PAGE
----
In 1997 when I moved to the DC area I still used my bike from time to time but ended up selling it in 2000. I currently maintain a complicated relationship with street cyclists and what some people call urbanism. In theory, I believe in mixed transportation options. Safety, whether for pedestrians, cyclists, or riders of public transportation, should be a priority in this city. Police do not do enough to mitigate the dangerous behavior of many drivers. However, as a social scientist who studies social and urban policy, I am concerned that funding (minor as it may be) is supporting a gendered form of transit in the District of Columbia. In the United States, women's rates of cycling are dramatically lower than men's (about 25% for women and 75% for men) and the trip chaining in which women tend to engage is much harder by bike. This is a major disparity in the use of a mode of transit. Furthermore, cycling-friendly policies prioritize the able bodied (persons with physical disabilities and the aged are largely locked out). In many developing countries where public transportation and taxis are not safe for women traveling alone, cycling tends to be a good source of mobility. In the United States that tends not to be the case. One thoughtful editorial on BikePortland.org goes further, calling the cycling scene and industry sexist. It should be noted that in a report by Virginia Tech for CaBi, casual users of CaBi are about even in terms of gender; however, men are more likely to have yearly memberships. Presumably, these are the same men showing up in U.S.-wide household cycling use studies. See this site for more good stats about cycling participation.
I am always surprised when people call cycling-friendly policies and infrastructure progressive. It is certainly a shift away from unsustainable, hegemonic auto-centered transportation policies, but progressive? Can a mode of transportation which best serves one gender be called progressive?
I have used Capital Bikeshare for little trips around the monuments with out of town guests but never in my own neighborhood. Yesterday, despite many reservations, in honor of New York City's new CitiBike program, about which I am tired of hearing, I decided to check out a bike in Fairlawn. The Capital Bikeshare station on 25th Street, SE at Minnesota Avenue, SE (called the Pennsylvania Avenue, SE and Minnesota Avenue, SE station) is a short walk from my place. The CaBi location is a good one, near Mario's Pizza House, a local institution. Before renting the bike I chatted with some guys eating at the tables in front of Mario's. I was glad to see that they all seemed to have a positive impression of the program, but a couple mentioned that one needed a credit card to rent the bikes. Those comments may point to the higher percentage of persons in under served communities being unbanked. I did not take the time to explain the BankonDC program through CaBi. In order to expand usage into under served neighborhoods, it might be worth conducting outreach on the program.
I jog and walk in Anacostia Park but had never crossed the South Capitol Street Bridge so I made that my goal. I do not have a helmet so I wanted to stay on paths and small streets. I crossed into Anacostia Park near Pennsylvania Avenue, SE, took the trail south to the bridge and crossed over the river. I was keeping my eyes open for an Anacostia River Trail sign labeled “East Bank Trail” but never located it. From Nationals Stadium I headed toward Eastern Market and took Pennsylvania Avenue southeast across the Anacostia River. Around Barracks Row and bus stops on Pennsylvania Avenue, SE I walked the bike on the sidewalk, as there were many students milling around. After crossing the bridge I followed the trail north along the river. I had seen the new pedestrian bridge over the railroad tracks but used it for the first time today (pictures are on the photos page). I continued north to Benning Road and then turned around and headed back to Fairlawn to return the bike. The total trip was about 10-11 miles. While picking up dinner at Mario's I chatted with a guy who had asked me about CaBi. He said he was keen on signing up for a year-long membership.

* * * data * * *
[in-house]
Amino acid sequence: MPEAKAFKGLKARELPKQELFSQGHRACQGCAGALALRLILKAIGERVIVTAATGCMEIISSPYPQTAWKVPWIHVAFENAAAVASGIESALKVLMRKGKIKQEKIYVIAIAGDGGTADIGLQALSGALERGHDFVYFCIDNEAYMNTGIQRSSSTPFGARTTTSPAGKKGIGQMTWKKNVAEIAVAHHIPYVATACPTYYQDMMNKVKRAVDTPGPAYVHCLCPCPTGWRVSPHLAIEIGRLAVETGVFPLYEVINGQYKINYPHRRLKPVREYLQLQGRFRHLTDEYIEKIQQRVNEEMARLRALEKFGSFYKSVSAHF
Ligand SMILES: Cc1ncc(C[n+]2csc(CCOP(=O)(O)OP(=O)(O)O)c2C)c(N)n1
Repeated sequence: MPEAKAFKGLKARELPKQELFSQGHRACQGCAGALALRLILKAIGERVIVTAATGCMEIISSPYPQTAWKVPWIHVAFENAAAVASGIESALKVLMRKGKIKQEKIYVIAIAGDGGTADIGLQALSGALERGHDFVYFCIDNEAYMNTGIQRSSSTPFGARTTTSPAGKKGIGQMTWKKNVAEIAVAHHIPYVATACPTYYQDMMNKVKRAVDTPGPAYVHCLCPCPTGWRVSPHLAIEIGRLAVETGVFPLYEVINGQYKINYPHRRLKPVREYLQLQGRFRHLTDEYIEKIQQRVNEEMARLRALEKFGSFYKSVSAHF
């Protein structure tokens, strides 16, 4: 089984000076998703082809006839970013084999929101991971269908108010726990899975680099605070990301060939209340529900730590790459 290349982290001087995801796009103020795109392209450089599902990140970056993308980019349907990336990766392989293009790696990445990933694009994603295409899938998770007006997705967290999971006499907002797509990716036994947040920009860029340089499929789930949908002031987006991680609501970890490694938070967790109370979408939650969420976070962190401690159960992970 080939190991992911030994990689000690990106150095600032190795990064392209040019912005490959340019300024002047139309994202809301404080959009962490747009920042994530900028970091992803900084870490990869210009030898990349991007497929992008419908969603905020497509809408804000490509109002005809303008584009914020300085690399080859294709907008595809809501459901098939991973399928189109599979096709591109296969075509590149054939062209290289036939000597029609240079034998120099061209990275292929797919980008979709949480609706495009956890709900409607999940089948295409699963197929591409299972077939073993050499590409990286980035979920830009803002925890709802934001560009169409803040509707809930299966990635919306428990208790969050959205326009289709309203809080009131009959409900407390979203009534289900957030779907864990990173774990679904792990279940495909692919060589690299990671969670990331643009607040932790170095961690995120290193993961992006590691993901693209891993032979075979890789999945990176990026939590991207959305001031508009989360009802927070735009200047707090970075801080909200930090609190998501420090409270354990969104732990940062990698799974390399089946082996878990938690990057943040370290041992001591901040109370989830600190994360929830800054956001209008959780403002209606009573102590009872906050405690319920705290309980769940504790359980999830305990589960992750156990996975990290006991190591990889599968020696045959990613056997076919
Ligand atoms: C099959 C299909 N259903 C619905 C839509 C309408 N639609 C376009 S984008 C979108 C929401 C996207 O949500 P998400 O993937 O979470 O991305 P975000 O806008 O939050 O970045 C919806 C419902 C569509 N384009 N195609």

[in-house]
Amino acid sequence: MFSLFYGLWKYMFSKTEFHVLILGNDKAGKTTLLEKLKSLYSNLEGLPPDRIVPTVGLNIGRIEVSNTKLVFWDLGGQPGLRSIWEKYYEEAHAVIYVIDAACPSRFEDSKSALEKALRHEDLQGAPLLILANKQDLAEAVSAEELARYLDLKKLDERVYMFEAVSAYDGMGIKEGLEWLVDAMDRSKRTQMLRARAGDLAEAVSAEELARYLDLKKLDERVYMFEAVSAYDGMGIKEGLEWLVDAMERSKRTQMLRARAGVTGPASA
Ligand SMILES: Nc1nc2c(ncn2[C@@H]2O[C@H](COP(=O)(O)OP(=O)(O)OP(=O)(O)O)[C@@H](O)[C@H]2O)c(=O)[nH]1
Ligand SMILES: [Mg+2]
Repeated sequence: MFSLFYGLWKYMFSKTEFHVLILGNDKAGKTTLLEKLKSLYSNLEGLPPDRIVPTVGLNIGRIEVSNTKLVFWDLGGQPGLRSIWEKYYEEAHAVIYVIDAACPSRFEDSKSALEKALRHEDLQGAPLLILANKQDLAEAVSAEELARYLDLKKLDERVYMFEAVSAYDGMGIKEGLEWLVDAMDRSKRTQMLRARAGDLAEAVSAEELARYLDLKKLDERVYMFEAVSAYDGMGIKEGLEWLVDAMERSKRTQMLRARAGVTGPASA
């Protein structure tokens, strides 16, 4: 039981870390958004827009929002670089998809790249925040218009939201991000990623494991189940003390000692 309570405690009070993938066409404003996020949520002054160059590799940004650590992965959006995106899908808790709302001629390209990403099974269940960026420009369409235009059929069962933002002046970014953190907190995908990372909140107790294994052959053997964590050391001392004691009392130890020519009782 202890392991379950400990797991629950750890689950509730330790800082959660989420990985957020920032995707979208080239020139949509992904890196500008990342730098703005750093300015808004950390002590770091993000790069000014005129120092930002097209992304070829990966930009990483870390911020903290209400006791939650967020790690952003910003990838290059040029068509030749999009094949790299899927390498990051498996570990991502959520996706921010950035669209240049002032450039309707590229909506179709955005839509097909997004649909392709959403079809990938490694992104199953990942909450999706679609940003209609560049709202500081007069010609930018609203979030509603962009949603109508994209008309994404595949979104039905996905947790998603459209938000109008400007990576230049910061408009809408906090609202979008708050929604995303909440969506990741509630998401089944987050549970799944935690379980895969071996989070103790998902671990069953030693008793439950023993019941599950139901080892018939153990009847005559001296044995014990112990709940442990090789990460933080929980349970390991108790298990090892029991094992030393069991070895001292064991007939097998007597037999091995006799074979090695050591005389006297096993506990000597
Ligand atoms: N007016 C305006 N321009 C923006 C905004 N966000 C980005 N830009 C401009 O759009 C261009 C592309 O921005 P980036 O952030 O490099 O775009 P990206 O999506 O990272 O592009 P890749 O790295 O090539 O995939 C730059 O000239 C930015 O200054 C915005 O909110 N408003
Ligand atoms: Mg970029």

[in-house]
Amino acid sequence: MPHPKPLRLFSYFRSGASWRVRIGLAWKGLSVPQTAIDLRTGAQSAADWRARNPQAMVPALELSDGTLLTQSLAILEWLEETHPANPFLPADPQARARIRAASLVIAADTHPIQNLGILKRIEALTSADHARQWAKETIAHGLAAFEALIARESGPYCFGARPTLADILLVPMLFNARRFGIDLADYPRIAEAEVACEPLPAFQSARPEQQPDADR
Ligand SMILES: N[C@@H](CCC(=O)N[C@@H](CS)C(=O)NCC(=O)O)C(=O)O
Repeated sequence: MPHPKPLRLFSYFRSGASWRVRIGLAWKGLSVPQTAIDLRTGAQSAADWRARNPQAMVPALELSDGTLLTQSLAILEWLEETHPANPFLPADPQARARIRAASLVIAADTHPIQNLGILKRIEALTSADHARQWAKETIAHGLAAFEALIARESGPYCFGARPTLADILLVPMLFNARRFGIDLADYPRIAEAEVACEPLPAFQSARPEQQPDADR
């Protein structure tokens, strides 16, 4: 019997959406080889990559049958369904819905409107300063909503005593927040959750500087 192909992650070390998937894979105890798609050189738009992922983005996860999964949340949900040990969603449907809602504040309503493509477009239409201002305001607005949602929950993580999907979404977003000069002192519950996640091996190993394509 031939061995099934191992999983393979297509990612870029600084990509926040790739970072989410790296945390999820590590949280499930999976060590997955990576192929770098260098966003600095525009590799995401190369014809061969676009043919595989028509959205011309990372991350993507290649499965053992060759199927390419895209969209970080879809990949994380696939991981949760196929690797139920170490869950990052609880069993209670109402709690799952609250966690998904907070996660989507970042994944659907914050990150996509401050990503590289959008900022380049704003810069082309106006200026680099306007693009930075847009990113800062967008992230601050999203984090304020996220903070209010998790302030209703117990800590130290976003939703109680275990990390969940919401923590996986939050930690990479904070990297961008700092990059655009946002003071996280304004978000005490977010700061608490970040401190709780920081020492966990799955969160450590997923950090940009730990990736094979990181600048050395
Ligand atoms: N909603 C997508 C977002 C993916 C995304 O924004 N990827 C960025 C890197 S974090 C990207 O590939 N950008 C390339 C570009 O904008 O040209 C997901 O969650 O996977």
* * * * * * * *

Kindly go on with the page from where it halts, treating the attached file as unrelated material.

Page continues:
For those of you who are unfamiliar with the trails on the east side of the city, check them out. The Anacostia River Trail on the east bank of the river leads north to East Capitol Street where one can cross onto Kingman Island and loop west toward RFK and then on to Capitol Hill, Langston, or along the Anacostia River Trail on the west bank of the river. I believe at some point the trail will connect to the Aquatic Gardens as well, but now one has to wind through the neighborhood after Benning Road in order to get to the gardens. The water lilies are amazing, but go early before it heats up and they close. I have been exercising in Anacostia Park for ten years and on occasion my former softball team played games there. It is a gem. I have always felt safe.
Even this hater can enjoy a nice bike ride. It certainly helped to instill more empathy in me regarding what cyclists experience in this city. But let's be careful about developing a system of mobility--for men—and then trying to squeeze the needs of others into that infrastructure. Rather than being progressive it would be more of the same.
© 2013 East Bank DC.